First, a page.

JACKSONVILLE, Fla. – Every year, the Duval County Health Department urges parents to make sure their child is up-to-date on their vaccinations before returning to school from the summer break.
The year 2020 is no exception, especially during the COVID-19 pandemic, for which a vaccination is still in the works. Dr. Pauline Rolle, with the Duval County Health Department, says it’s even more of a reason for students to be vaccinated for viruses like measles or hepatitis.
“What we don’t want is a measles outbreak in the school in the midst of dealing with COVID-19,” Rolle said. “We don’t want parents to be dealing with another illness in the midst of COVID-19, an illness that could have been prevented by vaccination.”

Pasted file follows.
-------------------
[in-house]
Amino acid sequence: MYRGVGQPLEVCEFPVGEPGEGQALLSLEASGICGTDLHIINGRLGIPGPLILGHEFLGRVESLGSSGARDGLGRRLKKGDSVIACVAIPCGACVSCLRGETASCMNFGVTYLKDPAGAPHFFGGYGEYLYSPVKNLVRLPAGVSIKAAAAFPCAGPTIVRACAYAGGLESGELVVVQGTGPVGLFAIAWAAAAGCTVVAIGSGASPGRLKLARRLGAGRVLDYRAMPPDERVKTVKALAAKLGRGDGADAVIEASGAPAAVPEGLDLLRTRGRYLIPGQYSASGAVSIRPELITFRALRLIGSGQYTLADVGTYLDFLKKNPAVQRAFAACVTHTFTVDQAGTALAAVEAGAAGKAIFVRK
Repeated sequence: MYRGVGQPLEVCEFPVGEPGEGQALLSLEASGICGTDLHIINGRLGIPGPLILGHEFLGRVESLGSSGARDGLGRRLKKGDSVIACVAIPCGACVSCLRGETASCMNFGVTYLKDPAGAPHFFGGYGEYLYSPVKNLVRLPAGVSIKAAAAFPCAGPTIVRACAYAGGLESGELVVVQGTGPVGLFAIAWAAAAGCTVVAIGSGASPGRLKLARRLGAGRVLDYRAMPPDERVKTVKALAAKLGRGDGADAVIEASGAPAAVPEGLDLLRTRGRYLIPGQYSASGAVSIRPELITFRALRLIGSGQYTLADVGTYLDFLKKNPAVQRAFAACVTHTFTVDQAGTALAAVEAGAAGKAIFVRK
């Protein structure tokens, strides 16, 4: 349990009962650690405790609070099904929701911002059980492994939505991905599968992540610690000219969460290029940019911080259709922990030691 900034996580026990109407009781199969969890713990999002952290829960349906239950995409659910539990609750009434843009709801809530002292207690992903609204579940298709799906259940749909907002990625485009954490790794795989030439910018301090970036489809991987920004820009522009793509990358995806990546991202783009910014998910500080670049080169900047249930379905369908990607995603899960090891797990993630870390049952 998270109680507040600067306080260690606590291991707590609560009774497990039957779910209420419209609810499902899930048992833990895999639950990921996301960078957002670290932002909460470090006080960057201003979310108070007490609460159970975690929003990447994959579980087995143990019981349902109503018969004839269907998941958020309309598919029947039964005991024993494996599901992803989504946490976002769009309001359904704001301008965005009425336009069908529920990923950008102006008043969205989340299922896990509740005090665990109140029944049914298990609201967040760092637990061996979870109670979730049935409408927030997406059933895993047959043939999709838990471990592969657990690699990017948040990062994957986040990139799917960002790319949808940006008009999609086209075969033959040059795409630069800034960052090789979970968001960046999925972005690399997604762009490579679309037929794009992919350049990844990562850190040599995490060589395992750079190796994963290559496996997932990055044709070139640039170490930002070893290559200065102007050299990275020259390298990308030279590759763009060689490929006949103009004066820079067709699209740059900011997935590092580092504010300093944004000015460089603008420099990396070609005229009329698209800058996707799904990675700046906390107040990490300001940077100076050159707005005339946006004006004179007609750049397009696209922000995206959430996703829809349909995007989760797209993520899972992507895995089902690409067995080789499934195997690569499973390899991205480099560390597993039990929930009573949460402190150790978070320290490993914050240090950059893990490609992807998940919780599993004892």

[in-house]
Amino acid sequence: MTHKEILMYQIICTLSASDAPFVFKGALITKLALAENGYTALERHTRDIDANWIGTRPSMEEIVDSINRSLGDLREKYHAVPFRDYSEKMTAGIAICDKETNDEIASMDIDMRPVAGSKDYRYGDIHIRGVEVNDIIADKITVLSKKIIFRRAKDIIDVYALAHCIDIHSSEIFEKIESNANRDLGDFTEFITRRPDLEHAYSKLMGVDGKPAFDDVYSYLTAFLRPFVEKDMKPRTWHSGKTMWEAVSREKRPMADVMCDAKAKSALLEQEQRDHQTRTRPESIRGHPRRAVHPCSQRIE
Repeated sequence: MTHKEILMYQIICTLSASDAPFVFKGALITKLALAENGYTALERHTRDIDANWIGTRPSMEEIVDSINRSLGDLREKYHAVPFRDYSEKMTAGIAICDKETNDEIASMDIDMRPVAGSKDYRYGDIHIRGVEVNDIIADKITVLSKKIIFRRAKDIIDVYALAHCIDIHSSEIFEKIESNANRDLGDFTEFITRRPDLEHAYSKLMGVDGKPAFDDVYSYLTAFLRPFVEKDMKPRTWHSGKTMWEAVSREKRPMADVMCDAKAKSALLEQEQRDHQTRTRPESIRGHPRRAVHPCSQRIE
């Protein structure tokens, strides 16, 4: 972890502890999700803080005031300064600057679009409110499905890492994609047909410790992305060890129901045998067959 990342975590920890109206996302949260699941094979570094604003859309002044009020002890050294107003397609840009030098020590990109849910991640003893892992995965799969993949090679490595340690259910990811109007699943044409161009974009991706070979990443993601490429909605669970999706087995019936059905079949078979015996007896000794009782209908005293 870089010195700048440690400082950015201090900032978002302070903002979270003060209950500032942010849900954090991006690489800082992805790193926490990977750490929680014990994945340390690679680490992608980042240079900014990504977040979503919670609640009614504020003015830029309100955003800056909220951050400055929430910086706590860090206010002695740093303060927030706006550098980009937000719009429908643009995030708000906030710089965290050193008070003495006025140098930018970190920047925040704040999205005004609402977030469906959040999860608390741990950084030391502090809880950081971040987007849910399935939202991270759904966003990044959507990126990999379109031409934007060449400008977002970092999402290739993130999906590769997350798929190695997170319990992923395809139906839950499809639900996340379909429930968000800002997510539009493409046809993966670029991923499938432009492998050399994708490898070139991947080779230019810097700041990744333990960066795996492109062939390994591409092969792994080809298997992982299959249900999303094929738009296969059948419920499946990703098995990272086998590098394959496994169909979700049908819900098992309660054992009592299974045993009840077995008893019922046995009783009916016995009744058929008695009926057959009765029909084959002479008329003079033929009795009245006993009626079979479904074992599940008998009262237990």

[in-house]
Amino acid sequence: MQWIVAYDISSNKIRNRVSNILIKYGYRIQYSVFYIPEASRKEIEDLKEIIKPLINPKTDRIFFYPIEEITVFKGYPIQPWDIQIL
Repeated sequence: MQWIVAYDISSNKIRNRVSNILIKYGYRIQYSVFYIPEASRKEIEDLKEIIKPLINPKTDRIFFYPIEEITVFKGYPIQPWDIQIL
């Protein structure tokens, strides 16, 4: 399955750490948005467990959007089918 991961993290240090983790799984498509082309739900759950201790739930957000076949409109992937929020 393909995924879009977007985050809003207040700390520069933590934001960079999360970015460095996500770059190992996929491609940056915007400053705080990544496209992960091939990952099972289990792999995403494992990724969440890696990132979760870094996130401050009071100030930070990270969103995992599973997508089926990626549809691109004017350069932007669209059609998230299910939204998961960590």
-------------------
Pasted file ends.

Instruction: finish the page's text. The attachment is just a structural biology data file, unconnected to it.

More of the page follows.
Should a student become infected with COVID-19, it could potentially cause symptoms of another virus, measles for example, to be much worse. It’s why the Health Department is strongly urging parents to make sure their children’s vaccinations are up-to-date.
According to the American Society of Microbiology, a vaccination for measles, mumps and rubella won’t prevent a COVID-19 infection, but it could serve as a preventive measure to dampen septic inflammation associated with a COVID-19 infection. Septic inflammation is widespread swelling of the body that causes reduced blood flow to vital organs which can lead to organ failure and death.
Scheduled vaccinations can be administered at a family doctor’s office or at the Health Department, which is also offering vaccinations on Saturdays.